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ReCoil: Change and Exchange in Coiled Fibre Art

A multi-coloured striped woven Indigenous basket without handles.
Basket. Ann Dixon, 2006.

ReCoil: Change and Exchange in Coiled Fibre Art was on show at the National Museum of Australia from November 2008 to 14 June 2009 in the First Australians Focus Gallery.

The innovations occurring in Indigenous fibre practice, is nothing short of revolutionary. ReCoil: Change and Exchange in Coiled Fibre Art explored the influences underpinning some of the most recent and often dramatic changes to contemporary Indigenous fibre art happening in many parts of Australia.

Central to the show was the coiled basketry technique and the way it has spread and diversified, establishing new fibre movements in a range of remote Aboriginal communities.

View a selection of coiled fibre artwork

This basketry technique was traditionally practiced by Aboriginal people of south-east Australia, and was transplanted by missionaries many years ago to Arnhem Land.

More recently, it was introduced via workshops to the women of the desert regions of the Northern Territory, South Australia and Western Australia. Just like the desert paintings movement, this new fibre movement has continued to spread rapidly along lines of kinship and via skills exchanges. It is now practiced throughout the remote regions of the Northern Territory and Western Australia as far west as the Pilbara, south to Kalgoorlie and through the northern regions down to Coober Pedy in South Australia. As the weavers travel, the influence of coiling keeps expanding.

Image above: Courtesy Tjanpi Desert Weavers. Photo: Peter Eve, Monsoon Studio.

The spread of coiling

In highlighting the rich legacy of inter-cultural exchange behind the coiling movement, the exhibition profiled the work of 12 Indigenous artists and three Australian textile artists who have worked together with their Aboriginal peers:

  • Kantjupayi Benson (Blackstone, WA)
  • Anne Dixon (Alice Springs, NT)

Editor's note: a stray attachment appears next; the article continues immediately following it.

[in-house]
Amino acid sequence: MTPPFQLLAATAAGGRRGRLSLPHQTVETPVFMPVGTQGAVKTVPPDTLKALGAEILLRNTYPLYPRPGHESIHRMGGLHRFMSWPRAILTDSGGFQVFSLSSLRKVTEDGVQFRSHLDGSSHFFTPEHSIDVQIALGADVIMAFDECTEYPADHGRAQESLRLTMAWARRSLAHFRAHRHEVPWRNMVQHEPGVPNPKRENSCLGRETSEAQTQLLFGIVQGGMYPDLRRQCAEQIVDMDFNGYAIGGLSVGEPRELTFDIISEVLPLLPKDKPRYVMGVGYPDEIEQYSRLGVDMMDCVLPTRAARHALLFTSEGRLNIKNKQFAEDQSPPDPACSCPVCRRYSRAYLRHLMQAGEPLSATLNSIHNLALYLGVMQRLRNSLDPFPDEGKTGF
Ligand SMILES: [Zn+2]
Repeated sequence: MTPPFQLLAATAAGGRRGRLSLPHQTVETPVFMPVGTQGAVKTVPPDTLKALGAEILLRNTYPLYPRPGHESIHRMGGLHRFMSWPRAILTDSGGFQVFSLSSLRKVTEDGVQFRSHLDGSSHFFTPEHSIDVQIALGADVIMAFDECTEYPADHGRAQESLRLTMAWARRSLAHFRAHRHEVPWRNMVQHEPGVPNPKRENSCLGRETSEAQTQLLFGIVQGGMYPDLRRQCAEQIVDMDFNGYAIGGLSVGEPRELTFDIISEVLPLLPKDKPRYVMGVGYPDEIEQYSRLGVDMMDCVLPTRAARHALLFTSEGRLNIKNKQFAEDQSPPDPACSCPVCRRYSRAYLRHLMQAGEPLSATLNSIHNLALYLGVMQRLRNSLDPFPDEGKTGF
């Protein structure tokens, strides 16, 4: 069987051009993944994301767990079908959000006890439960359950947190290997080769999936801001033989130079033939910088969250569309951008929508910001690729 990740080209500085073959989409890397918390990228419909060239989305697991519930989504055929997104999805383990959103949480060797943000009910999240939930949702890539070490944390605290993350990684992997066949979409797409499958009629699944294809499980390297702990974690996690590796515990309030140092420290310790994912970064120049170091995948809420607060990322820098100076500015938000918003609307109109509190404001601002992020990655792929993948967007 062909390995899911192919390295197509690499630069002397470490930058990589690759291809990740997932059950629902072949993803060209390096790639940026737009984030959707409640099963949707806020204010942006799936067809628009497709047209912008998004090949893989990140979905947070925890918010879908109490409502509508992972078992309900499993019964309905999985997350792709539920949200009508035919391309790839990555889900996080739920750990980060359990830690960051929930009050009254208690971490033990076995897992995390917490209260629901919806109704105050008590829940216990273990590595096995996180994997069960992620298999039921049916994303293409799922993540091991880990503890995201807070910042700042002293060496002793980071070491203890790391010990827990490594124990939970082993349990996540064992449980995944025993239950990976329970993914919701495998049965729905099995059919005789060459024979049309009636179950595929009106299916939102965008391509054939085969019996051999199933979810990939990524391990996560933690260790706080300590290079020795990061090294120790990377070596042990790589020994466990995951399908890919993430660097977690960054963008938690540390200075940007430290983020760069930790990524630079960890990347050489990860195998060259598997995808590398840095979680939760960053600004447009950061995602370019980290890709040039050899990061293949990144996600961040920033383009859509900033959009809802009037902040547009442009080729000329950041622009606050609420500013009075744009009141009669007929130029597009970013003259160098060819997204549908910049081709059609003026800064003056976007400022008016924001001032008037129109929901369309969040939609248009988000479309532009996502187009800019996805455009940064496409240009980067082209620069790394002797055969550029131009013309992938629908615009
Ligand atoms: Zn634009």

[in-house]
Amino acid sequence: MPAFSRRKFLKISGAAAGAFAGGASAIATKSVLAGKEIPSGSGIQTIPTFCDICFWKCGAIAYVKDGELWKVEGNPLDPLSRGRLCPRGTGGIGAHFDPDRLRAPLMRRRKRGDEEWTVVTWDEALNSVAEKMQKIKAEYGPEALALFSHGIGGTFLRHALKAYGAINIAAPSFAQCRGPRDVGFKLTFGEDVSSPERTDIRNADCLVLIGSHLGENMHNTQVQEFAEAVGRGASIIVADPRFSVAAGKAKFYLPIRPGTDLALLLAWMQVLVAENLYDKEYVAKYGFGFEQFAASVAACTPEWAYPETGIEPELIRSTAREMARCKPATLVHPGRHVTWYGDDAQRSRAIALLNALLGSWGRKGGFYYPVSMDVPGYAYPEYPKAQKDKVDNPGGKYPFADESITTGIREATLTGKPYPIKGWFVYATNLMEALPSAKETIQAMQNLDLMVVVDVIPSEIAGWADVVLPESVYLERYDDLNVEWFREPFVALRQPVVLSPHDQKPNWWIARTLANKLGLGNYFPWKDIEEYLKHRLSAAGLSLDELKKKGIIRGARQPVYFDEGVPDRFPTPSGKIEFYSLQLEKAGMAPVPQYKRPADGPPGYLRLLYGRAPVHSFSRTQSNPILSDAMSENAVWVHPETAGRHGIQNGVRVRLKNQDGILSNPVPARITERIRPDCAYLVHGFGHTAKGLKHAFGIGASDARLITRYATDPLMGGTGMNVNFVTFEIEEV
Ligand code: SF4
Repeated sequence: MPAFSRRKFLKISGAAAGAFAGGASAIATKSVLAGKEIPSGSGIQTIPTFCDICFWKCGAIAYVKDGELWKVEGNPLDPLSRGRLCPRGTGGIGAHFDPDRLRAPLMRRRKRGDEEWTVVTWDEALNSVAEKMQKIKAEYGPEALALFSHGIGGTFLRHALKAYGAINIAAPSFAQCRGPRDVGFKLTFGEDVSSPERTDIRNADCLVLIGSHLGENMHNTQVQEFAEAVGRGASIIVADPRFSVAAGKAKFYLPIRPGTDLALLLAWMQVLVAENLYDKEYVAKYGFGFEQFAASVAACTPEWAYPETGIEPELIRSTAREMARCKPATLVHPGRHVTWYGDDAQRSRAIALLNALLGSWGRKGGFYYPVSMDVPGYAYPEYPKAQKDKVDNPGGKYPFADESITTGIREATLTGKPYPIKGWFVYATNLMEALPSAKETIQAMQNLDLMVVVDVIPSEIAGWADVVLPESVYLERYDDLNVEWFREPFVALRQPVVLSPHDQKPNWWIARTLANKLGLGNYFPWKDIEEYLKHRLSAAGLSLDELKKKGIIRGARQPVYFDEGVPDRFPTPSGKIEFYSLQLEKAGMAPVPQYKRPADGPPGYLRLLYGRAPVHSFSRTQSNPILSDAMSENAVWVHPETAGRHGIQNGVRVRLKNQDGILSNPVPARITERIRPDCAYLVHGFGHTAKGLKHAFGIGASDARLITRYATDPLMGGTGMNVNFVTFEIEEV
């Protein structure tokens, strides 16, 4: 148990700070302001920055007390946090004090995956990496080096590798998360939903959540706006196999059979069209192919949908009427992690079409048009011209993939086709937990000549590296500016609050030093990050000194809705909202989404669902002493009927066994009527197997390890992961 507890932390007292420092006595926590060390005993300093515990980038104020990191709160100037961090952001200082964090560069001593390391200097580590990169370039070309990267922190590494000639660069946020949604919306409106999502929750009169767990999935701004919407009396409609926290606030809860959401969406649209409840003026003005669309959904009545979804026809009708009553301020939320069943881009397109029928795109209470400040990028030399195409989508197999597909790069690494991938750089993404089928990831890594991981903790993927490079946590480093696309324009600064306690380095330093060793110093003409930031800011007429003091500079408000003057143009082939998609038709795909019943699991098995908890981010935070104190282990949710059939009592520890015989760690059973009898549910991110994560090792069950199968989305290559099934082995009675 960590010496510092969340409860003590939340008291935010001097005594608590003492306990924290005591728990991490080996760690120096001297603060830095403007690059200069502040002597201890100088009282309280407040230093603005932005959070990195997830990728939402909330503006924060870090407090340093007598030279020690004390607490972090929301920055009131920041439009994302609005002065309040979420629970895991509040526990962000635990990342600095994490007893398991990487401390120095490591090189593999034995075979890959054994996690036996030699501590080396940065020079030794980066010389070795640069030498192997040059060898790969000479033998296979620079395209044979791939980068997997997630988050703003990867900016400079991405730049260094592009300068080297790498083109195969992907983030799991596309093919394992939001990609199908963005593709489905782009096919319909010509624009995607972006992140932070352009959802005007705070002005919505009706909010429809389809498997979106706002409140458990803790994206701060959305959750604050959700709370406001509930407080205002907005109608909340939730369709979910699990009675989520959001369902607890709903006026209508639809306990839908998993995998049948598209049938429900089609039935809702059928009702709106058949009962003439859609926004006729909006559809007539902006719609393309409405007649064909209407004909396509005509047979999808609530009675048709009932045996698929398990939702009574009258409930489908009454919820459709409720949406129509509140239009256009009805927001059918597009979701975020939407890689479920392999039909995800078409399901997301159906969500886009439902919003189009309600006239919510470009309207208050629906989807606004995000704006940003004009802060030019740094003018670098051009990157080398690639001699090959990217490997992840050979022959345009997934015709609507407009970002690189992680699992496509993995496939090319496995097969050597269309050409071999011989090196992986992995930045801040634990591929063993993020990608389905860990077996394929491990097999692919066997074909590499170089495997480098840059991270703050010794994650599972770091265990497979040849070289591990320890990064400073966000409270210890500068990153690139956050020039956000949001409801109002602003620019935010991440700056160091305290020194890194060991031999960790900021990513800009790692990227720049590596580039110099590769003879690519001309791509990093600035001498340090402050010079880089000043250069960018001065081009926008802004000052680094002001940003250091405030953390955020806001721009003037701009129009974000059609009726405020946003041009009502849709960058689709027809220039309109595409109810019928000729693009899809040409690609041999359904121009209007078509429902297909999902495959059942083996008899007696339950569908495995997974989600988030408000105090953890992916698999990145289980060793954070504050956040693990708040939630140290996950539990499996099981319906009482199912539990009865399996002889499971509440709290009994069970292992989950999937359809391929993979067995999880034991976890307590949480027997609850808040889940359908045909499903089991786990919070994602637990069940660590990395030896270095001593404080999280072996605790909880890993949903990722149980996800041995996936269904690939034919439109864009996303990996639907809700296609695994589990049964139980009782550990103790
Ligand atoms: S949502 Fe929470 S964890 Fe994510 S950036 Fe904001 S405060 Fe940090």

• Margaret Djogiba (Gunbalanya, NT)
  • Robyn Djunginy (Ramingining, NT)
  • Mavis Ganambarr (Galiwin'ku, NT)
  • Fiona Gavino (Perth, WA)
  • Philomena Hali (Alice Springs, NT)
  • Treahna Hamm (Albury, NSW)
  • Yvonne Koolmatrie (Berri, SA)
  • Niningka Lewis (Ernabella, SA)
  • Banbiyak Mununggurr (Yirrkala, NT)
  • Phyllis Napurrula Williams and Topsy Napurrula Fisher (Nyirrpi, NT)
  • Phyliss Rogers (Jigalong, WA)
  • Nalda Searles (Perth, WA)

They exemplify the revival and innovative reinterpretations of this technique in the south-east of Australia – the region where the coiling technique originated.

Exhibition curator, sponsor and supporters

 

Recoil exhibition was curated by Artback NT Arts Development and Touring, sponsored by Visions of Australia and supported by Northern Territory Government, Energy Resources of Australia, and Rio Tinto.

 

ReCoil was curated by Artback NT Arts Development and Touring and toured nationally until late 2009.

The development tour of the exhibition was generously sponsored by Visions of Australia, an Australian Government program supporting touring exhibitions by providing funding assistance for the development and touring of Australian cultural material across Australia.

Support was also provided by the Northern Territory Government through the Department of Natural Resources, Environment and the Arts, as well as by Energy Resources of Australia Ltd and Rio Tinto.

Related links

Selling Yarns conference 2009
The Selling Yarns 2: Innovation for Sustainability conference was held in association with the exhibition ReCoil, Change & Exchange in Coiled Fibre Art.

View video highlights from the Selling Yarns 2 conference and workshops
Craft Australia website